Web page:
Last year, Emily Hamel Hilton, 28, launched her own business, Style 28 Home Design Ltd., which imports fair-trade toys handmade in Sri Lanka. “My company is just me, and I wear all the hats,” says Hamel Hilton, from Victoria. “Sometimes it’s scary, but there comes a point when you have to say, I’m going to put all my energy toward this.”
For a younger generation more comfortable with new technologies, the Internet has made it easier. “All you need is a laptop, a couple of friends, an idea and some passion,” says Chris Nguyen, 28. Last year, the Ryerson University grad co-founded a site called TeamSave, which uses group buying to offer discounts on a range of products and services; by November, it had partnered with Kijiji (Canada’s number-one classifieds site) to launch Kijiji Daily Deals. Winnipeg native Vincent Cheung, 29, is completing a Ph.D. at the University of Toronto while running his own digital media company, Shape Collage Inc. Since it was launched in 2008, the software, which allows users to arrange their photos in differently shaped collages, “has been downloaded over three million times from people in 200 countries,” says Cheung. “People ask how much it costs, and I say $10 for the domain name, $10 for a server, and it’s sweat equity from then on.”
Even so, “one of the biggest challenges for any young entrepreneur,” says Dalziel, “is being taken seriously.” Charitable organizations like the CYBF and Advancing Canadian Entrepreneurship (ACE), which supports student businesses on campuses across Canada, can help. ACE’s student entrepreneur program runs a competition open to full-time students who also have their own full-time businesses. (Young entrepreneurs explain their businesses before a panel of judges.) Last year, Cheung was named Student Entrepreneur National Champion, and went on to win 2010 Global Graduate Student Entrepreneur of the Year.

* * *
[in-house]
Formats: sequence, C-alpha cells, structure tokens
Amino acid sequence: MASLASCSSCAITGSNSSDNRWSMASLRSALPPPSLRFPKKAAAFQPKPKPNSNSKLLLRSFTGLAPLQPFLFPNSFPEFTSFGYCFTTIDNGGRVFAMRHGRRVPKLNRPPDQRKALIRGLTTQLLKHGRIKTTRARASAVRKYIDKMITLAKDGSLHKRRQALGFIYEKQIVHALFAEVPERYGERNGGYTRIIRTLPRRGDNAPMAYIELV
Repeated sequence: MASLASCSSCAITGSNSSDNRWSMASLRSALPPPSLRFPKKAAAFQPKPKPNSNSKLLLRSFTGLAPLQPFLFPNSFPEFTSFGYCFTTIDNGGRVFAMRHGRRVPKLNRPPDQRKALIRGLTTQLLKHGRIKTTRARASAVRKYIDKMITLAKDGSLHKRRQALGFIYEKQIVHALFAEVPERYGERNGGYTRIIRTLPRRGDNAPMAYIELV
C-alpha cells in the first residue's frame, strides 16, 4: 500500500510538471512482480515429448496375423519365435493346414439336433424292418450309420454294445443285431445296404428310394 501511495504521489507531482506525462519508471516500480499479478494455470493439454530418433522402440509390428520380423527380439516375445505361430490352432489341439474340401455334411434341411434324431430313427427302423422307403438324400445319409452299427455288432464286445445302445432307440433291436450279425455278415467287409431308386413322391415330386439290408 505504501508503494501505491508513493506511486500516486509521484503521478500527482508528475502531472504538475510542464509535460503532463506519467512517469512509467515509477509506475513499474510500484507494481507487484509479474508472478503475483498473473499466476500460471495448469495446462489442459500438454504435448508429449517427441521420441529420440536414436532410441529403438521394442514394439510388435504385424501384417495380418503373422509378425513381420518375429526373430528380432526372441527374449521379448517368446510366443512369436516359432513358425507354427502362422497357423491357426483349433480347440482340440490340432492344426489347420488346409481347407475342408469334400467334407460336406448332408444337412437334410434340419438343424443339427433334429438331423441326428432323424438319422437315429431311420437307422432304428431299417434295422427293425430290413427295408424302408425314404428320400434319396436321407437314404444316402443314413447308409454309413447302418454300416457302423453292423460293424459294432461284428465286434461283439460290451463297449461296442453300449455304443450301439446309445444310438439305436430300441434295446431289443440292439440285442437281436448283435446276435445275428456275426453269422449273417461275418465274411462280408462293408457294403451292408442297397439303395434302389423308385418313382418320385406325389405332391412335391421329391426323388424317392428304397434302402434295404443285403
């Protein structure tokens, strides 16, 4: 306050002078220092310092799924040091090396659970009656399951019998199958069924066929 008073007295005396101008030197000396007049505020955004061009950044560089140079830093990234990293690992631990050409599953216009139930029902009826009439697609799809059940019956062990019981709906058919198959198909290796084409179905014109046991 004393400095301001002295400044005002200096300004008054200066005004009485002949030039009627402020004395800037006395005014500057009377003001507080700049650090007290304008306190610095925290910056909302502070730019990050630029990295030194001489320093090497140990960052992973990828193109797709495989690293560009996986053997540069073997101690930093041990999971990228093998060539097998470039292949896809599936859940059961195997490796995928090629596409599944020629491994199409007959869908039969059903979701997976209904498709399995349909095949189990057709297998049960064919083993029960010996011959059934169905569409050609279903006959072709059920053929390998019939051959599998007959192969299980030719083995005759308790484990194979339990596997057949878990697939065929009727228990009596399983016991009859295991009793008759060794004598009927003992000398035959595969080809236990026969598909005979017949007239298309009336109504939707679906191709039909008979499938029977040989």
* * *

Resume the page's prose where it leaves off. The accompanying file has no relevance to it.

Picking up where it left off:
Entrepreneur Reza Satchu believes Canadian universities can do more to encourage student entrepreneurship. “We’re churning out incredibly bright students, but not providing them with a bridge to entrepreneurship,” says Satchu, managing partner of Guildwood Capital Management, which has offices in Toronto and New York. Part of the problem, he believes, is that Canadian students aren’t exposed to top-level businesspeople: “When I went to McGill,” where Satchu did his undergraduate degree, he says, “I met no one but academics.”